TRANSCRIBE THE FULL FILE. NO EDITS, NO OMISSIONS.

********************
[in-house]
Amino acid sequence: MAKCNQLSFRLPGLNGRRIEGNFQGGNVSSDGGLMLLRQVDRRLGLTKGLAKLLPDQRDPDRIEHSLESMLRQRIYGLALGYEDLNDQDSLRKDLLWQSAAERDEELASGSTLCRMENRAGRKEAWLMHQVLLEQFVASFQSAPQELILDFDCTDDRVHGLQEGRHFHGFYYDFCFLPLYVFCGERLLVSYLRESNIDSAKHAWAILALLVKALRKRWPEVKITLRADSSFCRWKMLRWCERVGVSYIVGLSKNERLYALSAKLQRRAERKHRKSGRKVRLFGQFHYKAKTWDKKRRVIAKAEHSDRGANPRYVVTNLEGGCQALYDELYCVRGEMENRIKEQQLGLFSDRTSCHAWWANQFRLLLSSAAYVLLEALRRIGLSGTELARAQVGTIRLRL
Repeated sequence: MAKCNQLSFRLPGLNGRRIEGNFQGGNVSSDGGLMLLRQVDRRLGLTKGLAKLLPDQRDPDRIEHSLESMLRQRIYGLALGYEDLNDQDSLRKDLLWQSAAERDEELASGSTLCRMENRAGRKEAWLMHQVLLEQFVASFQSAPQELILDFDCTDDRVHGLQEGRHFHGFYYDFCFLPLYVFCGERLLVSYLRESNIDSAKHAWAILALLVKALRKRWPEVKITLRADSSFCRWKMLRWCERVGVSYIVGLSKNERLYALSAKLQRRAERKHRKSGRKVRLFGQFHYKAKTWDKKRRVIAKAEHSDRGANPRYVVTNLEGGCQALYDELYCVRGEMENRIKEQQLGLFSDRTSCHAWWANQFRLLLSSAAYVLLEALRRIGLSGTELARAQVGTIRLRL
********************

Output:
[in-house]
Amino acid sequence: MAKCNQLSFRLPGLNGRRIEGNFQGGNVSSDGGLMLLRQVDRRLGLTKGLAKLLPDQRDPDRIEHSLESMLRQRIYGLALGYEDLNDQDSLRKDLLWQSAAERDEELASGSTLCRMENRAGRKEAWLMHQVLLEQFVASFQSAPQELILDFDCTDDRVHGLQEGRHFHGFYYDFCFLPLYVFCGERLLVSYLRESNIDSAKHAWAILALLVKALRKRWPEVKITLRADSSFCRWKMLRWCERVGVSYIVGLSKNERLYALSAKLQRRAERKHRKSGRKVRLFGQFHYKAKTWDKKRRVIAKAEHSDRGANPRYVVTNLEGGCQALYDELYCVRGEMENRIKEQQLGLFSDRTSCHAWWANQFRLLLSSAAYVLLEALRRIGLSGTELARAQVGTIRLRL
Repeated sequence: MAKCNQLSFRLPGLNGRRIEGNFQGGNVSSDGGLMLLRQVDRRLGLTKGLAKLLPDQRDPDRIEHSLESMLRQRIYGLALGYEDLNDQDSLRKDLLWQSAAERDEELASGSTLCRMENRAGRKEAWLMHQVLLEQFVASFQSAPQELILDFDCTDDRVHGLQEGRHFHGFYYDFCFLPLYVFCGERLLVSYLRESNIDSAKHAWAILALLVKALRKRWPEVKITLRADSSFCRWKMLRWCERVGVSYIVGLSKNERLYALSAKLQRRAERKHRKSGRKVRLFGQFHYKAKTWDKKRRVIAKAEHSDRGANPRYVVTNLEGGCQALYDELYCVRGEMENRIKEQQLGLFSDRTSCHAWWANQFRLLLSSAAYVLLEALRRIGLSGTELARAQVGTIRLRL